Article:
June 19, 2013

Karzai suspends talks with U.S. over Taliban move

Amir Shah and David Rising / The Associated Press

KABUL, Afghanistan — The Afghan president on Wednesday suspended talks with the United States on a new security deal to protest the way his government was being left out of initial peace negotiations with the Taliban meant to find ways to end the nearly 12-year war.

click image to enlarge

Afghan President Hamid Karzai speaks at a press conference during a ceremony at a military academy on the outskirts of Kabul, Afghanistan, on Tuesday, as Afghan forces take over the lead from the U.S.-led NATO coalition for security nationwide.

AP

The move by Hamid Karzai could derail the peace process even before it has begun.

In a terse statement from his office, Karzai said negotiations with the U.S. on what American and coalition security forces will remain in the country after 2014 have been put on hold.

The statement followed an announcement Tuesday by the U.S. and the Taliban that they would pursue bilateral talks in Qatar before the Afghan government was brought in.

"In view of the contradiction between acts and the statements made by the United States of America in regard to the peace process, the Afghan government suspended the negotiations, currently underway in Kabul between Afghan and U.S. delegations on the bilateral security agreement," Karzai's statement said.

His spokesman was not immediately reachable for questions, and the U.S. Embassy in Kabul said nobody was available for immediate comment.

Though the Taliban have dismissed Karzai as an American puppet for years, they indicated Tuesday when opening a new political office in Doha, Qatar, that they would be willing to talk with the Afghan leader.

But both the American side and the Taliban said they would first meet together before any talks with the Afghanistan government.

In another incident highlighting the fragile situation in Afghanistan, only hours after announcing they would hold talks with the U.S., the Taliban claimed responsibility Wednesday for an attack on the Bagram Air Base in which four American troops were killed.

Taliban spokesman Zabiullah Mujahid said the insurgents fired two rockets into the base outside the Afghan capital, Kabul, late on Tuesday. American officials confirmed the base had come under attack by indirect fire — likely a mortar or rocket — and that four U.S. troops were killed.

Also Tuesday, five Afghan police officers were killed at a security outpost in Helmand province by apparent Taliban infiltrators — the latest in a string of so-called "insider attacks" that have shaken the confidence of the nascent Afghan security forces.

The opening of a Taliban political office in Doha with the intention of starting peace talks was a reversal of months of failed efforts to start negotiations while Taliban militants intensified a campaign targeting urban centers and government installations across Afghanistan.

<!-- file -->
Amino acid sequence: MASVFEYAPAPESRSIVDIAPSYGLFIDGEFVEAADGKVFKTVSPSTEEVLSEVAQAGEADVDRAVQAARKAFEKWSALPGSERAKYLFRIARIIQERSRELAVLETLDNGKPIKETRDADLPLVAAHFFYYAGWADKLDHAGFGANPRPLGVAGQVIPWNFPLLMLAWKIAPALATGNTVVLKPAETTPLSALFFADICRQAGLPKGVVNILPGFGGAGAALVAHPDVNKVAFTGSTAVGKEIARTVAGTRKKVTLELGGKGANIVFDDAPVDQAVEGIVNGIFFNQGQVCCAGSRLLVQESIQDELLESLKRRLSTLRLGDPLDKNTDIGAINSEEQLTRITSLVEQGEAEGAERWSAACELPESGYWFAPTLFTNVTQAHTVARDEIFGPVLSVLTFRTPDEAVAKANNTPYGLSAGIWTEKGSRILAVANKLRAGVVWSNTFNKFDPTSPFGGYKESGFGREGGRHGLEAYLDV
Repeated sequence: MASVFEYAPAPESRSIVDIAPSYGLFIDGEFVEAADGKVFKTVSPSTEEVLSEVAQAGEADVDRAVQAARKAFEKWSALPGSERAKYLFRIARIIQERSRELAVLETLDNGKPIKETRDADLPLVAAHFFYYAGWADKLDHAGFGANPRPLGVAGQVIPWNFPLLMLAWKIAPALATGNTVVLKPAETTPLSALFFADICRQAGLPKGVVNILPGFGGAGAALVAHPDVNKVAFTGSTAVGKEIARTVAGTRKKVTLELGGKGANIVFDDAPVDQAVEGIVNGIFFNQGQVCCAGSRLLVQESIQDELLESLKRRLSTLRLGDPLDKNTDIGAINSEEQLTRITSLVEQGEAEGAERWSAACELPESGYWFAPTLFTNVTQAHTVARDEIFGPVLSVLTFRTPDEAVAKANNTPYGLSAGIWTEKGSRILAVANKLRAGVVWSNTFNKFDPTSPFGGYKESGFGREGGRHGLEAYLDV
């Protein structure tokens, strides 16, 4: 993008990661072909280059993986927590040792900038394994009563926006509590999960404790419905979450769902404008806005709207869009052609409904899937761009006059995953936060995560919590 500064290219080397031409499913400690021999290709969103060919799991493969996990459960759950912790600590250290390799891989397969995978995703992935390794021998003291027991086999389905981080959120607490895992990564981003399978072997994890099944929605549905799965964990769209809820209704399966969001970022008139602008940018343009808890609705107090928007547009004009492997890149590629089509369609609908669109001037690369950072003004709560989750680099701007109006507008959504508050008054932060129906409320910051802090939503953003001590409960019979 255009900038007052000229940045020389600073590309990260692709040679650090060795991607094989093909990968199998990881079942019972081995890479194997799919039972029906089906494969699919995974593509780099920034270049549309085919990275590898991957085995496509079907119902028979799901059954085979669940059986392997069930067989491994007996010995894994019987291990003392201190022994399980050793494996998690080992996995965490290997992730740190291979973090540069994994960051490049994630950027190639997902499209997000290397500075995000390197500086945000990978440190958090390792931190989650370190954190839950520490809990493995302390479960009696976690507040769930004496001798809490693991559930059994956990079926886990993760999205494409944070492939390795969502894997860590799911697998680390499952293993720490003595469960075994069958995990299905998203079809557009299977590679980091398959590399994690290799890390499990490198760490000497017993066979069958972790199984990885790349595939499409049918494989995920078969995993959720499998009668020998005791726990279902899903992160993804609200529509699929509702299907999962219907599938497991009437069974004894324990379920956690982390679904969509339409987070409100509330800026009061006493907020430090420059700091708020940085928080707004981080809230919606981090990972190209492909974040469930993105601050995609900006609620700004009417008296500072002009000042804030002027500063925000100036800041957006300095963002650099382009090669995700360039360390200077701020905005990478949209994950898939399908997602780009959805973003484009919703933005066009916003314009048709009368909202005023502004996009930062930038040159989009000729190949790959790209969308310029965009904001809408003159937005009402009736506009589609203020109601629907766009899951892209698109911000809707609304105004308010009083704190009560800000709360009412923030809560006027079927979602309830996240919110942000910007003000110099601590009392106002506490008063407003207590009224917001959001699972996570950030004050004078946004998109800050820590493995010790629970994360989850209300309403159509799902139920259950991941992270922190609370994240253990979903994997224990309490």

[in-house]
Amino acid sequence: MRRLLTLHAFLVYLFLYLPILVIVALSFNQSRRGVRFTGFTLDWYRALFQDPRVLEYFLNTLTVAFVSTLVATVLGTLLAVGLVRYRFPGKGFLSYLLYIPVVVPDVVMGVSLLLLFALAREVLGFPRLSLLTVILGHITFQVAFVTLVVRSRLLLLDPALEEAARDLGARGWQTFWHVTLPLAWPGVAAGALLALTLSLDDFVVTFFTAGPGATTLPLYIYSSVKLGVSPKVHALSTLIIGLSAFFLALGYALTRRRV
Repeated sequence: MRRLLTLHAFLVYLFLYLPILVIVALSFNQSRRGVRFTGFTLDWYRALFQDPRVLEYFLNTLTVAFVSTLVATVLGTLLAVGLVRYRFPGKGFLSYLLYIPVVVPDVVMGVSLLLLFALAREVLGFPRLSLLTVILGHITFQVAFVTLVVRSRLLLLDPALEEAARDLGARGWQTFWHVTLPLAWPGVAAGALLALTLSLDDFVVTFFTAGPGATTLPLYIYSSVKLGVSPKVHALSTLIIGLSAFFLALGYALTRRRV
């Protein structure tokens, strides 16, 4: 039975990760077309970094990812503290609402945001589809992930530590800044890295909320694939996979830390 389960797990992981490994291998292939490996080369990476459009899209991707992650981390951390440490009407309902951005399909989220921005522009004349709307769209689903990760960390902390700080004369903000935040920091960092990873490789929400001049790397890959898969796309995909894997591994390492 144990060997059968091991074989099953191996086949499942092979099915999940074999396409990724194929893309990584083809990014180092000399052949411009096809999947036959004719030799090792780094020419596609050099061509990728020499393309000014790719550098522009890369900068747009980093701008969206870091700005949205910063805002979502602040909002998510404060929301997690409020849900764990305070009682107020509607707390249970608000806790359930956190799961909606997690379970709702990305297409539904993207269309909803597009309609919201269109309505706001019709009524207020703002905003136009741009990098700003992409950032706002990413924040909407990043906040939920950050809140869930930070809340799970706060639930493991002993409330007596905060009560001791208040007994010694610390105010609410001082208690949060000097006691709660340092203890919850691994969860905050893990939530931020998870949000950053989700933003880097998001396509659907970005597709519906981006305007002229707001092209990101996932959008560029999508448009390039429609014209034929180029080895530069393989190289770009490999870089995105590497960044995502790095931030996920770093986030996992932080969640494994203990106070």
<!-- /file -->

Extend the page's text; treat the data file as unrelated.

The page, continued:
President Barack Obama cautioned that the peace talks with the Taliban would be neither quick nor easy but that their opening a political office in Doha was an "important first step toward reconciliation" between the Islamic militants and the government of Afghanistan.

In setting up the office, the Taliban said they were willing to use all legal means to end what they called the occupation of Afghanistan — but did not say they would immediately stop fighting.

American officials said the U.S. and Taliban representatives will hold bilateral meetings in the coming days. Karzai's High Peace Council had been expected to follow up with its own talks with the Taliban a few days later but it was now not clear whether that would happen.

The Taliban announcement followed a milestone handover in Afghanistan earlier Tuesday as Afghan forces formally took the lead from the U.S.-led NATO coalition for security nationwide. It marked a turning point for American and NATO military forces, which will now move entirely into a supporting role.

(Continued on page 2)

Were you interviewed for this story? If so, please fill out our accuracy form

Send question/comment to the editors




Further Discussion

Here at PressHerald.com we value our readers and are committed to growing our community by encouraging you to add to the discussion. To ensure conscientious dialogue we have implemented a strict no-bullying policy. To participate, you must follow our Terms of Use.

Questions about the article? Add them below and we’ll try to answer them or do a follow-up post as soon as we can. Technical problems? Email them to us with an exact description of the problem. Make sure to include:
  • Type of computer or mobile device your are using
  • Exact operating system and browser you are viewing the site on (TIP: You can easily determine your operating system here.)